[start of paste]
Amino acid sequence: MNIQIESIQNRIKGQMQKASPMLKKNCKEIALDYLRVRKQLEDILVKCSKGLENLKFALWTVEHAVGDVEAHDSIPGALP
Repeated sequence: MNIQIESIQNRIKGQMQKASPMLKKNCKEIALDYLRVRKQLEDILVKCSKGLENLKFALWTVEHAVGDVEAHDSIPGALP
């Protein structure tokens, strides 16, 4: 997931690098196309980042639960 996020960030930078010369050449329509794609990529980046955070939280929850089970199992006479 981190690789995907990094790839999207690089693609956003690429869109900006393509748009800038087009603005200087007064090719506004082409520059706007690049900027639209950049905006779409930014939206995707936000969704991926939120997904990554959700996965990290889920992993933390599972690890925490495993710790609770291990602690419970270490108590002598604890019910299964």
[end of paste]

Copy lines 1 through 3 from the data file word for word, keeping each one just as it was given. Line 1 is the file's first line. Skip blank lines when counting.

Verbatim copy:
Amino acid sequence: MNIQIESIQNRIKGQMQKASPMLKKNCKEIALDYLRVRKQLEDILVKCSKGLENLKFALWTVEHAVGDVEAHDSIPGALP
Repeated sequence: MNIQIESIQNRIKGQMQKASPMLKKNCKEIALDYLRVRKQLEDILVKCSKGLENLKFALWTVEHAVGDVEAHDSIPGALP
């Protein structure tokens, strides 16, 4: 997931690098196309980042639960 996020960030930078010369050449329509794609990529980046955070939280929850089970199992006479 981190690789995907990094790839999207690089693609956003690429869109900006393509748009800038087009603005200087007064090719506004082409520059706007690049900027639209950049905006779409930014939206995707936000969704991926939120997904990554959700996965990290889920992993933390599972690890925490495993710790609770291990602690419970270490108590002598604890019910299964």